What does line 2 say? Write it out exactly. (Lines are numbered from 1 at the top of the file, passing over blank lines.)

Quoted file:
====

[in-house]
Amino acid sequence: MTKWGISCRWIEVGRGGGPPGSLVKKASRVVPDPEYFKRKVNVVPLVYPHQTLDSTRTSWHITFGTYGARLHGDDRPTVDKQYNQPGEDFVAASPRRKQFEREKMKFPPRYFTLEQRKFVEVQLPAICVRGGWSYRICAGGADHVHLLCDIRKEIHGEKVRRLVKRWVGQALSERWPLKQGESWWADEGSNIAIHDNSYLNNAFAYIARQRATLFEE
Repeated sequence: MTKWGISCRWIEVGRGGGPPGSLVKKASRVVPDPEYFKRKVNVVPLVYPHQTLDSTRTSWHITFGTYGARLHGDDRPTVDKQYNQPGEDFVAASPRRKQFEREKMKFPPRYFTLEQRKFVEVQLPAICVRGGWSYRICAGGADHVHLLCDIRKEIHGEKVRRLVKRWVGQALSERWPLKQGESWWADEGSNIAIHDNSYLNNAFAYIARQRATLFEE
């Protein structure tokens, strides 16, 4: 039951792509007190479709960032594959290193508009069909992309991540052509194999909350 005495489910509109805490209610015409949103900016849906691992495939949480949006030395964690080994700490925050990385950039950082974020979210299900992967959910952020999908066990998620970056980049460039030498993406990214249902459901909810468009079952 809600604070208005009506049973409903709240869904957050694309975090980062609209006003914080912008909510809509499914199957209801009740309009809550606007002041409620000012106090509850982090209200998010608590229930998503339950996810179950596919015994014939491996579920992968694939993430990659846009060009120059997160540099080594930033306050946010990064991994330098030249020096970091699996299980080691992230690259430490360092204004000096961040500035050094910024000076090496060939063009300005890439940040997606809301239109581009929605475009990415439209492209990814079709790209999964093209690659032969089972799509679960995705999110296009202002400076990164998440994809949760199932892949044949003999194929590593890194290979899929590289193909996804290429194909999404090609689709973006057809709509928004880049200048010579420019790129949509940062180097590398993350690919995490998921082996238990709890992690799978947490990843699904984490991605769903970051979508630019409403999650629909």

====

Amino acid sequence: MTKWGISCRWIEVGRGGGPPGSLVKKASRVVPDPEYFKRKVNVVPLVYPHQTLDSTRTSWHITFGTYGARLHGDDRPTVDKQYNQPGEDFVAASPRRKQFEREKMKFPPRYFTLEQRKFVEVQLPAICVRGGWSYRICAGGADHVHLLCDIRKEIHGEKVRRLVKRWVGQALSERWPLKQGESWWADEGSNIAIHDNSYLNNAFAYIARQRATLFEE